Erin Harrington reviews A Boy Called Piano, presented by The Conch and directed by Nina Nawalowalo, at The Piano: Centre for Music and the Arts / Pīpīwharauroa: Kui-kui whitiwhiti ora, Friday 21 October 2022.
The Conch’s stage production of A Boy Called Piano begins with a voiceover from co-creator Fa’amoana John Luafutu, accompanied by swirling underwater footage from the recent documentary of the same title: “We all begin in innocence … they took that innocence. The baby you buried deep inside is a hurt baby. And sometimes, when you find yourself in situations, you wake the baby up and it starts to scream”. This emotional production offers one story among the many thousands of stories of young people who became wards of the state, no longer belonging to their families but the government. With strength and courage it explores the intergenerational impact of the sexual, psychological and physical abuse many suffered under this ‘care’.
The show was staged in development in October 2019 at BATS in Wellington, but further performance was upended by the pandemic. The project has since taken a number of forms: a lauded 60-minute documentary, premiering at this year’s New Zealand International Film Festival; an hour-long audio adaptation for RNZ; and now the ‘original’ 80-minute work, staged and toured nationally. It also calls back to The Conch’s extraordinary production of The White Guitar, also about the experiences of the Luafutu Aiga, which played here as part of the Christchurch Arts Festival in 2015 (and which was the best thing I saw that year). The overall project is a little like a prism, where each way you tilt it you get a slightly different view, each taking advantage of the formal and emotional qualities of different media. It’s an effective way of approaching something so difficult.
This production is directed by Nina Nawalowalo and cowritten by Luafutu and Tom McCrory, drawing from Luafutu’s experiences. It dramatises at the experiences of three young boys, two Māori and one Samoan, and occasionally flashes forward as the characters, now adults, attempt to tell their stories as part of ongoing inquiries into historic abuse. When we start it’s 1963: Wheels (Rob Ringiao-Lloyd), Piwi (Aaron McGregor), and Piano (Matthias Luafutu) meet in a cell at the Family Court before being sent to the notorious Ōwairaka Boys’ Home. The environment is cruel, racist and dangerous, and their friendship sustains them. The performers move in and out of boxes of light that act as cells, beds, and spotlights. Stylised imagery from the documentary is projected onto three long panels of white gauze. These also act as barriers, set pieces, and windows to the past, as Piano recalls with love his traditional upbringing in Samoa, and his relationship with his grandfather (Ole Maiava).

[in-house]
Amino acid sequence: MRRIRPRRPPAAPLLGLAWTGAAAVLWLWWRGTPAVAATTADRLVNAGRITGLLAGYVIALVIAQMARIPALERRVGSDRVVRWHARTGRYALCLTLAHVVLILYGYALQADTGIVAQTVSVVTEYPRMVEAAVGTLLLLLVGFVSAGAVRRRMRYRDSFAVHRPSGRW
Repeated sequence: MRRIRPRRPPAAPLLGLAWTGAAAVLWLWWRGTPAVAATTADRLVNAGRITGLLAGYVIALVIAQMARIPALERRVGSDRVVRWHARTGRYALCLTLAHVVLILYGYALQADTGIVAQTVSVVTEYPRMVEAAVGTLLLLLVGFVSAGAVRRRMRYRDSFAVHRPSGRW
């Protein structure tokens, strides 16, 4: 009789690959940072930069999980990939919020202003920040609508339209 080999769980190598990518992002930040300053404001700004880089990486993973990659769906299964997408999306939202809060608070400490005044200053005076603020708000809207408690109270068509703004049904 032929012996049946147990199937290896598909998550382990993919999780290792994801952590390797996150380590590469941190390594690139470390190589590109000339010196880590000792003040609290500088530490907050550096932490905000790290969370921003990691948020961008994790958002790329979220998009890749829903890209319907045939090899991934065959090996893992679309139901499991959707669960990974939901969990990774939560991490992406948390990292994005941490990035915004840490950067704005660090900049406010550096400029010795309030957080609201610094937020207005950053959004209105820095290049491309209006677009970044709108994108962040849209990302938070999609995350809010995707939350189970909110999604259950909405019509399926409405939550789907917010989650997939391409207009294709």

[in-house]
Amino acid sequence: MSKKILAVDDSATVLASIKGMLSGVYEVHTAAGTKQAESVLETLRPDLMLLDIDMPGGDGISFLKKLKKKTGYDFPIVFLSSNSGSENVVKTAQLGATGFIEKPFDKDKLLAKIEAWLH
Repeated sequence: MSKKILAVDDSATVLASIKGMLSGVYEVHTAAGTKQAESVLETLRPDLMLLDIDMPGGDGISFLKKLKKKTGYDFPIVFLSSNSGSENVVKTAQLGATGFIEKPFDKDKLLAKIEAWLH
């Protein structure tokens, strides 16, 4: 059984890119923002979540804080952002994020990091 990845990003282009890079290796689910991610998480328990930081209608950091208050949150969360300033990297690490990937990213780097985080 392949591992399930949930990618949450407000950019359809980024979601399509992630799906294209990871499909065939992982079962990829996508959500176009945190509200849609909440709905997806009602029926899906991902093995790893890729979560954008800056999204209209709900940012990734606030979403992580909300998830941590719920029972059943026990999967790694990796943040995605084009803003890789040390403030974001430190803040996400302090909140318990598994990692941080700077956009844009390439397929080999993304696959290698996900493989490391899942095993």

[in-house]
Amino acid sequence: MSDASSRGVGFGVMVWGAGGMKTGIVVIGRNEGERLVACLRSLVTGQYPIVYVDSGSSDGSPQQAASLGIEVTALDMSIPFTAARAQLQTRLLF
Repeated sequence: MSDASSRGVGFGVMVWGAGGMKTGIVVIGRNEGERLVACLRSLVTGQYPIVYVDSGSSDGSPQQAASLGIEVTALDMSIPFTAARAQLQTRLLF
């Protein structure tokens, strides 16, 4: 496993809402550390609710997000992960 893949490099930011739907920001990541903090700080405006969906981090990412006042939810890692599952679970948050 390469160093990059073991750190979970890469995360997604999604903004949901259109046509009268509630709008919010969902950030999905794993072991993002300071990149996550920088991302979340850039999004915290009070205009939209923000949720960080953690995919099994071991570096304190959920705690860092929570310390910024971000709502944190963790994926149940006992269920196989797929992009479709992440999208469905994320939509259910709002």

Most of the performance offers a combination of scene-work and direct address, the content of which also draws from verbatim testimony from Elizabeth Stanley’s 2016 book The Road to Hell: State Violence Against Children in Postwar New Zealand. The actors’ performances are intense and focused. They are men playing 11-year-old boys trying their best to be men as they suffer through their first year the home. The physical, sexual and psychological abuse meted out by staff – also played by the trio – in turn makes other boys abusers themselves. There are rare moments of camaraderie and joy, like bursts of sunshine, but they are shortlived. The three boys, whose delinquency is effectively manufactured, become broken men in the present day. Their trauma and their fury manifests in the performers’ body language and ragged voices. High contrast lighting carves lines between light and shadow as the men tell their stories in the unfriendly institutional setting of the court, to people – Pākehā, Palagi – who still won’t pronounce their birth names correctly. As a work it’s interested in experience, memory and declaration, in pain and shame, not subtlety. And yet, it is hopeful.